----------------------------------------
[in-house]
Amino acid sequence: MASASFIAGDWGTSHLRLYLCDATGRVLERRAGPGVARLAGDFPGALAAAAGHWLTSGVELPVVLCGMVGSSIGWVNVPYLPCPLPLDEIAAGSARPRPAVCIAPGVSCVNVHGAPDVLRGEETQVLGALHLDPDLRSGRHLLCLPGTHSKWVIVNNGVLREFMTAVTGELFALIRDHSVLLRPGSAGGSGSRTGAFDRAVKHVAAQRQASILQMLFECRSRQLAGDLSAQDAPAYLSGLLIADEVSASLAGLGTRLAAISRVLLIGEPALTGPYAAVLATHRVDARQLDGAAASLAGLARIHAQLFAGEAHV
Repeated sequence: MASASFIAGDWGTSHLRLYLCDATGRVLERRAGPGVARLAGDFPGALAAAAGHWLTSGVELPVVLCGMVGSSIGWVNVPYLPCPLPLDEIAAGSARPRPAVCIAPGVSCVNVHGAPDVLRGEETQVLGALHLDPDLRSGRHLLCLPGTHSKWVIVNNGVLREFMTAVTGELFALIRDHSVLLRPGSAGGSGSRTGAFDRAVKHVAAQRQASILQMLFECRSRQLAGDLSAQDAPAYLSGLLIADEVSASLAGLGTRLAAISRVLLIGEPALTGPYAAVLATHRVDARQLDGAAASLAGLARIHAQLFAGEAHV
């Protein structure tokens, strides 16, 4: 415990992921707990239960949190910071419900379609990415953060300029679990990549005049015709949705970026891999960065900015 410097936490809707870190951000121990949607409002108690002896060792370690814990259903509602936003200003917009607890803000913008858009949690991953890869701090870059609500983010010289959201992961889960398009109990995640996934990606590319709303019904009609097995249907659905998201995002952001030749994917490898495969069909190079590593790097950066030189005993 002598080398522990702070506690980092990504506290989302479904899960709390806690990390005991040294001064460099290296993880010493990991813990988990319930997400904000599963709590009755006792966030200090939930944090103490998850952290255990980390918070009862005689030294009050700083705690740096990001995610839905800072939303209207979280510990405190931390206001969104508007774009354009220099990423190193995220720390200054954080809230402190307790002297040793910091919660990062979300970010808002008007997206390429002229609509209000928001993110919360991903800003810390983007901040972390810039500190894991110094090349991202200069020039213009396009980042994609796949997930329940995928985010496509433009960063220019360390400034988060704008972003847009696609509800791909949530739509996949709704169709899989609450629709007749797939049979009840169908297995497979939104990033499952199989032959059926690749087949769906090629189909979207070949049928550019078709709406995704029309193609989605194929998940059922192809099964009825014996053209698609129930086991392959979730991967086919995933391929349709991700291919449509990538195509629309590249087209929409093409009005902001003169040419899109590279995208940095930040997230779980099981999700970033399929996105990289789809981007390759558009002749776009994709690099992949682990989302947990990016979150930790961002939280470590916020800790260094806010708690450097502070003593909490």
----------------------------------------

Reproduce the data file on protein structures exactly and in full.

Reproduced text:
[in-house]
Amino acid sequence: MASASFIAGDWGTSHLRLYLCDATGRVLERRAGPGVARLAGDFPGALAAAAGHWLTSGVELPVVLCGMVGSSIGWVNVPYLPCPLPLDEIAAGSARPRPAVCIAPGVSCVNVHGAPDVLRGEETQVLGALHLDPDLRSGRHLLCLPGTHSKWVIVNNGVLREFMTAVTGELFALIRDHSVLLRPGSAGGSGSRTGAFDRAVKHVAAQRQASILQMLFECRSRQLAGDLSAQDAPAYLSGLLIADEVSASLAGLGTRLAAISRVLLIGEPALTGPYAAVLATHRVDARQLDGAAASLAGLARIHAQLFAGEAHV
Repeated sequence: MASASFIAGDWGTSHLRLYLCDATGRVLERRAGPGVARLAGDFPGALAAAAGHWLTSGVELPVVLCGMVGSSIGWVNVPYLPCPLPLDEIAAGSARPRPAVCIAPGVSCVNVHGAPDVLRGEETQVLGALHLDPDLRSGRHLLCLPGTHSKWVIVNNGVLREFMTAVTGELFALIRDHSVLLRPGSAGGSGSRTGAFDRAVKHVAAQRQASILQMLFECRSRQLAGDLSAQDAPAYLSGLLIADEVSASLAGLGTRLAAISRVLLIGEPALTGPYAAVLATHRVDARQLDGAAASLAGLARIHAQLFAGEAHV
């Protein structure tokens, strides 16, 4: 415990992921707990239960949190910071419900379609990415953060300029679990990549005049015709949705970026891999960065900015 410097936490809707870190951000121990949607409002108690002896060792370690814990259903509602936003200003917009607890803000913008858009949690991953890869701090870059609500983010010289959201992961889960398009109990995640996934990606590319709303019904009609097995249907659905998201995002952001030749994917490898495969069909190079590593790097950066030189005993 002598080398522990702070506690980092990504506290989302479904899960709390806690990390005991040294001064460099290296993880010493990991813990988990319930997400904000599963709590009755006792966030200090939930944090103490998850952290255990980390918070009862005689030294009050700083705690740096990001995610839905800072939303209207979280510990405190931390206001969104508007774009354009220099990423190193995220720390200054954080809230402190307790002297040793910091919660990062979300970010808002008007997206390429002229609509209000928001993110919360991903800003810390983007901040972390810039500190894991110094090349991202200069020039213009396009980042994609796949997930329940995928985010496509433009960063220019360390400034988060704008972003847009696609509800791909949530739509996949709704169709899989609450629709007749797939049979009840169908297995497979939104990033499952199989032959059926690749087949769906090629189909979207070949049928550019078709709406995704029309193609989605194929998940059922192809099964009825014996053209698609129930086991392959979730991967086919995933391929349709991700291919449509990538195509629309590249087209929409093409009005902001003169040419899109590279995208940095930040997230779980099981999700970033399929996105990289789809981007390759558009002749776009994709690099992949682990989302947990990016979150930790961002939280470590916020800790260094806010708690450097502070003593909490």